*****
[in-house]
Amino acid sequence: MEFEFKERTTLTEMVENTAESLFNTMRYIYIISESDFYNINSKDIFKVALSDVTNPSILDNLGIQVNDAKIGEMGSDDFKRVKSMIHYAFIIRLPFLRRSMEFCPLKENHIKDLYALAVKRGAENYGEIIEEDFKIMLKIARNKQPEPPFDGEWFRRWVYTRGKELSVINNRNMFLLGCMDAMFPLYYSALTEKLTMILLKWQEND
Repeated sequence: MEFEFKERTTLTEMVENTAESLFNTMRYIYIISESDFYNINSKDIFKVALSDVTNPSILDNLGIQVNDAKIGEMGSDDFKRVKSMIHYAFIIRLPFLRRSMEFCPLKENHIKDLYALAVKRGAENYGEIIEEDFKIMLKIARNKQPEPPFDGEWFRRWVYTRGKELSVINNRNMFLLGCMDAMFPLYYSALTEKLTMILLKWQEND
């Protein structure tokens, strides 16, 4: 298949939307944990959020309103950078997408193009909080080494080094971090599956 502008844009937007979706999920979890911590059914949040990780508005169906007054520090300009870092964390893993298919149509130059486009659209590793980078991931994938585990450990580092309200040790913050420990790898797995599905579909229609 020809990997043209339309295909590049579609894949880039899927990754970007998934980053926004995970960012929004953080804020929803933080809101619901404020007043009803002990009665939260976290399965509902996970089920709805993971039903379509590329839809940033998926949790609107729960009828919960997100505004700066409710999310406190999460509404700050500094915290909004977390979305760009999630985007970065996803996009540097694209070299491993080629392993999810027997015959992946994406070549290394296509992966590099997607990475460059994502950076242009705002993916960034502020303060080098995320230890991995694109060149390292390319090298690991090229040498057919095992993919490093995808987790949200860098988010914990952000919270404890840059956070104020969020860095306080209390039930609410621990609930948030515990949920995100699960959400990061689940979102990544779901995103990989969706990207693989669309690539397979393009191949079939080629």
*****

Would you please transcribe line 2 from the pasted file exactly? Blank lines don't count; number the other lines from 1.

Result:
Amino acid sequence: MEFEFKERTTLTEMVENTAESLFNTMRYIYIISESDFYNINSKDIFKVALSDVTNPSILDNLGIQVNDAKIGEMGSDDFKRVKSMIHYAFIIRLPFLRRSMEFCPLKENHIKDLYALAVKRGAENYGEIIEEDFKIMLKIARNKQPEPPFDGEWFRRWVYTRGKELSVINNRNMFLLGCMDAMFPLYYSALTEKLTMILLKWQEND